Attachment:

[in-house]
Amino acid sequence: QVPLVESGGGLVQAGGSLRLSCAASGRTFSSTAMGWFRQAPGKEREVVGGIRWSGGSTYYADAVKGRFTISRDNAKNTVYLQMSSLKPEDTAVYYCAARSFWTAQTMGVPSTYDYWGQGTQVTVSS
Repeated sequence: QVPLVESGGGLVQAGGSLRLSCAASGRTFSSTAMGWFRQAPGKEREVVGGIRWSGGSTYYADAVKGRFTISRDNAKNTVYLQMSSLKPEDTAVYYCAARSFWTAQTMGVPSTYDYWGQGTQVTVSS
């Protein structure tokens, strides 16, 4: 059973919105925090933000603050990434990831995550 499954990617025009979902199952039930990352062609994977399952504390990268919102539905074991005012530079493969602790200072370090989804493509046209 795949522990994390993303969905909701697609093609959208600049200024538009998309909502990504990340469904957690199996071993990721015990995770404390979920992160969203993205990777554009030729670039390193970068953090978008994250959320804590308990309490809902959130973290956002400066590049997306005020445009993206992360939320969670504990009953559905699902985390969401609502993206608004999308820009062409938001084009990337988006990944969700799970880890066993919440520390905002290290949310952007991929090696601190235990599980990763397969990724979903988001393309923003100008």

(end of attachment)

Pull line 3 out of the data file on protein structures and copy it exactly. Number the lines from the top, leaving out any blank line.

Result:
Repeated sequence: QVPLVESGGGLVQAGGSLRLSCAASGRTFSSTAMGWFRQAPGKEREVVGGIRWSGGSTYYADAVKGRFTISRDNAKNTVYLQMSSLKPEDTAVYYCAARSFWTAQTMGVPSTYDYWGQGTQVTVSS